Author: Mark Jerzykowski Categories: Uncategorized Tags:

Phnom Penh

July 1st, 2009
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Phnom Penh is the current capital of Cambodia, having succeeded Angkor in the 1430s. It’s also the place where the Khmer Rouge started their “social restructuring programme” in 1975.

We had two nights in Phnom Penh although essentially one full day for exploring. With it’s recent history of genocide the tourist attractions centre unsurprisingly around the Tuol Sleng museum (S21) and Choeung Ek (The Killing Fields).

S21 was originally a school but, under the Khmer Rouge, was turned into a detention centre for torture and, essentially, the killing of ~17000 people between 1975 and 1978. Every prisoner was photographed and had their details recorded which now provides a scarily detailed account of what went on. In the event that the prisoners survived their torture they were taken away to Choeung Ek for killing. In all only 7 people survived S21.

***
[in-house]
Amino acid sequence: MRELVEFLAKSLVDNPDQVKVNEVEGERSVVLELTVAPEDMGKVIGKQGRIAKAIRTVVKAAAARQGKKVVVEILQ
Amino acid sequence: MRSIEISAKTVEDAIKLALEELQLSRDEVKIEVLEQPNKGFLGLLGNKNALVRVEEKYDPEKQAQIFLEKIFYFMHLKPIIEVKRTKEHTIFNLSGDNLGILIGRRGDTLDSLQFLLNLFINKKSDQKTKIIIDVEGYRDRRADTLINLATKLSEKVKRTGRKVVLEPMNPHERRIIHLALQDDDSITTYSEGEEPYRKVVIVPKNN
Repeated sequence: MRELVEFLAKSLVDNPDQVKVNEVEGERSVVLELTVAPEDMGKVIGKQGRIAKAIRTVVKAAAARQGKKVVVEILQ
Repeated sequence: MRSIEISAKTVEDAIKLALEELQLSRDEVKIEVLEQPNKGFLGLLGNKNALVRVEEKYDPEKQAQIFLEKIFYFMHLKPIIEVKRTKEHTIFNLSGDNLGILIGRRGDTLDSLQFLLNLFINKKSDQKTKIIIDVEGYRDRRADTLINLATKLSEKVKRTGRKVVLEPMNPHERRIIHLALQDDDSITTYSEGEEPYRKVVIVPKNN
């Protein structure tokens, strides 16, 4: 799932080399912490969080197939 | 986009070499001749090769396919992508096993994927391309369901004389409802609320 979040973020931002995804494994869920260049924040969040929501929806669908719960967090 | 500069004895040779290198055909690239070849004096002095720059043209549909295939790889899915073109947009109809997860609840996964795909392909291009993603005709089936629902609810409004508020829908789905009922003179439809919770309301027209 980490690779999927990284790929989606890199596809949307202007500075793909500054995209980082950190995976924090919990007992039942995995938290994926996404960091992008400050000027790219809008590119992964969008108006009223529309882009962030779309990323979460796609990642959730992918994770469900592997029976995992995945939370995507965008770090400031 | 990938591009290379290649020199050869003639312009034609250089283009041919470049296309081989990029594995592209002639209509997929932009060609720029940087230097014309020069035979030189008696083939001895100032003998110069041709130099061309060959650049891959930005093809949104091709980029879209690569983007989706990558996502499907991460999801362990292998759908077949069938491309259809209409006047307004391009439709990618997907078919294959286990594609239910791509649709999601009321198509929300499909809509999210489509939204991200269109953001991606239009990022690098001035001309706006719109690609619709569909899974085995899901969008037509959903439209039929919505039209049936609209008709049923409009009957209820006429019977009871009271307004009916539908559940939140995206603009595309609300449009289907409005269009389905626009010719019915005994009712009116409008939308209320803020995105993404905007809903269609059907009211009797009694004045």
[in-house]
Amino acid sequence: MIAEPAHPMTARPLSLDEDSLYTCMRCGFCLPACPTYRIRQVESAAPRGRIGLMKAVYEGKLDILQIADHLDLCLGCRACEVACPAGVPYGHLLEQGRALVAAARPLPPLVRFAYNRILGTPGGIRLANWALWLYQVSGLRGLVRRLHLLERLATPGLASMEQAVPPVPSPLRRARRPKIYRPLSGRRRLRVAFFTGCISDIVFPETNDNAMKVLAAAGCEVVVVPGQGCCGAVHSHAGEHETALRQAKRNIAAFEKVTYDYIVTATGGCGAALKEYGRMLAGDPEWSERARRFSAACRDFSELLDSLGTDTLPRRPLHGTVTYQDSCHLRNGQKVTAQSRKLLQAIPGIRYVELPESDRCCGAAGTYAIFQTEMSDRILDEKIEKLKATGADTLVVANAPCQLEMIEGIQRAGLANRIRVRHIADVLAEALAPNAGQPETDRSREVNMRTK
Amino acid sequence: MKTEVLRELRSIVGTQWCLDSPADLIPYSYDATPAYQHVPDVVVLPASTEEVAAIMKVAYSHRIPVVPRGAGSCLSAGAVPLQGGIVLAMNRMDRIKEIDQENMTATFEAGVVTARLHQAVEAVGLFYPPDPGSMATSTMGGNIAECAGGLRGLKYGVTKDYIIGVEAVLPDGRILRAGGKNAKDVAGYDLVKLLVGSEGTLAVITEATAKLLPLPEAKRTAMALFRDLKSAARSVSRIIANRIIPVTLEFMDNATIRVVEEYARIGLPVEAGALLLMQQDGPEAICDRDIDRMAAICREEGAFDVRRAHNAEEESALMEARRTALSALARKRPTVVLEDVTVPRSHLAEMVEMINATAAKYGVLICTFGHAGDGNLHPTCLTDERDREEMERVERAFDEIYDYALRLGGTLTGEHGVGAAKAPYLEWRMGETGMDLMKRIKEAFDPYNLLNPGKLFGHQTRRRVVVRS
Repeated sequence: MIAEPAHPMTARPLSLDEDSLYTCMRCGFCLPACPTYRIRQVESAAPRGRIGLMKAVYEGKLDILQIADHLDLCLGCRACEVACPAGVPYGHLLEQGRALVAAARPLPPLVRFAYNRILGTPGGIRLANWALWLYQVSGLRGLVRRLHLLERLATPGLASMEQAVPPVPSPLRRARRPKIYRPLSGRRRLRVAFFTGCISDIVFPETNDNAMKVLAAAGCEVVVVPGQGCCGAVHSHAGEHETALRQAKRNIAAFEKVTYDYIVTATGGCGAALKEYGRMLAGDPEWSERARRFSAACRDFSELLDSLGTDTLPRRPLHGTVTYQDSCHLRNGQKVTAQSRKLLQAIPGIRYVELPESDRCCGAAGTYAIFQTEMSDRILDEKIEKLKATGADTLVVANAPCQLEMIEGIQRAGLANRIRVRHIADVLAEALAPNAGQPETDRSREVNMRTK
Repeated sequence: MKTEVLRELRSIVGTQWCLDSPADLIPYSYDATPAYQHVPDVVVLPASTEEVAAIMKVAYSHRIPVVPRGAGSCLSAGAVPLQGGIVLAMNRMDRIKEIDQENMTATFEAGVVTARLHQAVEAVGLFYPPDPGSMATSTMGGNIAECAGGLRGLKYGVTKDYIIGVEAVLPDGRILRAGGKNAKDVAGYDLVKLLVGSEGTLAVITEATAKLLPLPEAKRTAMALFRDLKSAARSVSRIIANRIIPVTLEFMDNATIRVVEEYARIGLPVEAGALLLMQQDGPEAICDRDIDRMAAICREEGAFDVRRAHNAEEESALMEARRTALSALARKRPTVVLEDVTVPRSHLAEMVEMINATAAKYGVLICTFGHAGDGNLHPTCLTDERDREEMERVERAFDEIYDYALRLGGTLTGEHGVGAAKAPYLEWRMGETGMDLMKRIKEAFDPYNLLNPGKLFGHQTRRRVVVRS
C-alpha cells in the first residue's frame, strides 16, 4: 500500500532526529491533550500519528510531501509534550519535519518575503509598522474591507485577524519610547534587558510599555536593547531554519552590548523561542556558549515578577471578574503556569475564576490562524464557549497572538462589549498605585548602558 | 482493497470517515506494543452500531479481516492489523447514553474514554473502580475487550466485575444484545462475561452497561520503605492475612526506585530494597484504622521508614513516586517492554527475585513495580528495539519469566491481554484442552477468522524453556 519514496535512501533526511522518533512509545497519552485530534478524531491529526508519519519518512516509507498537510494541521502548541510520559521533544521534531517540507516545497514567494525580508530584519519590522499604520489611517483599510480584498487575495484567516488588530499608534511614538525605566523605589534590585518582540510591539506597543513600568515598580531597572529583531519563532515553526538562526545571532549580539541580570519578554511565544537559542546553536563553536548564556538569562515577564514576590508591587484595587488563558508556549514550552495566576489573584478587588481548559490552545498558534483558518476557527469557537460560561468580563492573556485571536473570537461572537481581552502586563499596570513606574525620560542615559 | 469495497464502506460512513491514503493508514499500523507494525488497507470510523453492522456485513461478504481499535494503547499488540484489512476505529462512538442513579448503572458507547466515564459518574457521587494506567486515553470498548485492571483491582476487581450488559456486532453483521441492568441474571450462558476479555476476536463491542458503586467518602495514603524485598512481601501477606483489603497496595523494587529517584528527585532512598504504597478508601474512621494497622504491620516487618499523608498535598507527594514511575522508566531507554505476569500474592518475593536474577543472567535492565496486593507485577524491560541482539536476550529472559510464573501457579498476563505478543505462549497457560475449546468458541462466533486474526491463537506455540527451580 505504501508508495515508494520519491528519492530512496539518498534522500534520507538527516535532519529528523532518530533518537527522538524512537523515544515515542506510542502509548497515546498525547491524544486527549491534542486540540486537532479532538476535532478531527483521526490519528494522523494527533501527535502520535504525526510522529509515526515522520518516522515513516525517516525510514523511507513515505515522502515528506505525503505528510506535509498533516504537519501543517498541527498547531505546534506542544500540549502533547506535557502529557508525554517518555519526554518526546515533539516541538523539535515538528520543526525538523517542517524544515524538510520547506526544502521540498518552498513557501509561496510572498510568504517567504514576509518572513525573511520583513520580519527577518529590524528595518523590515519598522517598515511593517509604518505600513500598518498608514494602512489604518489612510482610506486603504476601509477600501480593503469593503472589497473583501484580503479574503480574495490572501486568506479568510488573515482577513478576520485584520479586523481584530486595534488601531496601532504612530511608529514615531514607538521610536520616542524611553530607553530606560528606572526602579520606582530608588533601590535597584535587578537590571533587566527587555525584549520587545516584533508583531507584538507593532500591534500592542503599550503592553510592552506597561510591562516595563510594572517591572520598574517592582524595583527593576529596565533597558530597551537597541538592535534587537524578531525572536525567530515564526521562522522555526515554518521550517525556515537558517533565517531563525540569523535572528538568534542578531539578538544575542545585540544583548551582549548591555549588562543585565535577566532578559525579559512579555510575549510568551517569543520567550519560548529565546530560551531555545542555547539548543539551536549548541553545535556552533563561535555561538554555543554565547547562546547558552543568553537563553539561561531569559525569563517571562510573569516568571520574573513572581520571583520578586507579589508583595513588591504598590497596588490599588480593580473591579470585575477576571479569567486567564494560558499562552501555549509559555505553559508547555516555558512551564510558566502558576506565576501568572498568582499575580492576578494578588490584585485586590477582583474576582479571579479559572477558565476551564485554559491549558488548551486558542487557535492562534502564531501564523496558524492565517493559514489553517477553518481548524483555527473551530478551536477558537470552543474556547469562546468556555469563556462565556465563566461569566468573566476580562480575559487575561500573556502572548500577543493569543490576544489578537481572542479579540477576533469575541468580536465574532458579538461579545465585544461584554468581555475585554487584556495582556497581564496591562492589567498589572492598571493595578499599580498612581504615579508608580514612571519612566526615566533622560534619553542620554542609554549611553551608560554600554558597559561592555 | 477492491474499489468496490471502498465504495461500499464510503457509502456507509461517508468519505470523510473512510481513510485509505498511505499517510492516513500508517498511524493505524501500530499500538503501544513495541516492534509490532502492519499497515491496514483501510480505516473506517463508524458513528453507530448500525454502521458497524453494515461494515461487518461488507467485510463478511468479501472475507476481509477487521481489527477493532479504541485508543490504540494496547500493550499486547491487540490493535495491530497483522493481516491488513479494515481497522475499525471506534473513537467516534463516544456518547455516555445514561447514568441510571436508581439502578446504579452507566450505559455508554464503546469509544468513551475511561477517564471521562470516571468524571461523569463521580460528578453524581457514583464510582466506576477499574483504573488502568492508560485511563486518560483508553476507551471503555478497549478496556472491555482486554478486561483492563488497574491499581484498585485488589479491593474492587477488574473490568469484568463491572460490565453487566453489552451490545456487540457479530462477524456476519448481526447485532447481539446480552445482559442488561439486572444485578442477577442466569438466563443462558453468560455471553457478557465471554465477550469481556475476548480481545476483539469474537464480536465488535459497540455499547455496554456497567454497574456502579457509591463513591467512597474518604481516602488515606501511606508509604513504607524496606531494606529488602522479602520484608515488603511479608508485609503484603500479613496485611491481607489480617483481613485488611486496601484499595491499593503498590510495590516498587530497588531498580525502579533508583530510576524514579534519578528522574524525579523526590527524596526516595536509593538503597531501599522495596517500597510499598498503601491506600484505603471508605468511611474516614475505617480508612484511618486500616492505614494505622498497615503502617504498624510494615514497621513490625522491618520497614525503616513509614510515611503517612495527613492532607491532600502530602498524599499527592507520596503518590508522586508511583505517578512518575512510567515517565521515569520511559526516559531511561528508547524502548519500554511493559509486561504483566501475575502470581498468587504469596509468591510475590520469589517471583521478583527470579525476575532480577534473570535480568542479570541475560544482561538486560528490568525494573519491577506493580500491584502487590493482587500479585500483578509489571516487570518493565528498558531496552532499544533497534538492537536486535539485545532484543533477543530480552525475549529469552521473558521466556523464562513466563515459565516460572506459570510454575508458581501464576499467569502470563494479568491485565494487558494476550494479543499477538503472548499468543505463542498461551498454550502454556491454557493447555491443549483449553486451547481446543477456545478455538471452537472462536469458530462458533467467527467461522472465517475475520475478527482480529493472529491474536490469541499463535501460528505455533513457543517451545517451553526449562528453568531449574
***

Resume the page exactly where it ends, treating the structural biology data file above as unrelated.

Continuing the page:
Choeung Ek is not as far from the town as you would expect (although this is probably due to recent development) but is a quite horrific site containing 129 mass graves. In order to save bullets many people were bludgeoned or stabbed to death or sawn to death - a tree growing there had sawtooth like leaves which would no doubt cause immense pain and a very slow death. At the entrance to the fields a temple has been built containing many, if not all, of the skulls exhumed thus far. It’s almost not shocking due to the sheer number of them.Skulls at Choeung Ek - The Killing Fields

The rest of the day was spent not going in to the National Museum or the Royal Palace. Instead we went to the local market and up Wat Phnom, the only hill and original birthplace of Phnom Penh.

We finished off the day with a trip to a restaurant/orphanage where we had great food and played with the kids, a good way to finish an otherwise sober day.

Author: Mark Jerzykowski Categories: Uncategorized Tags: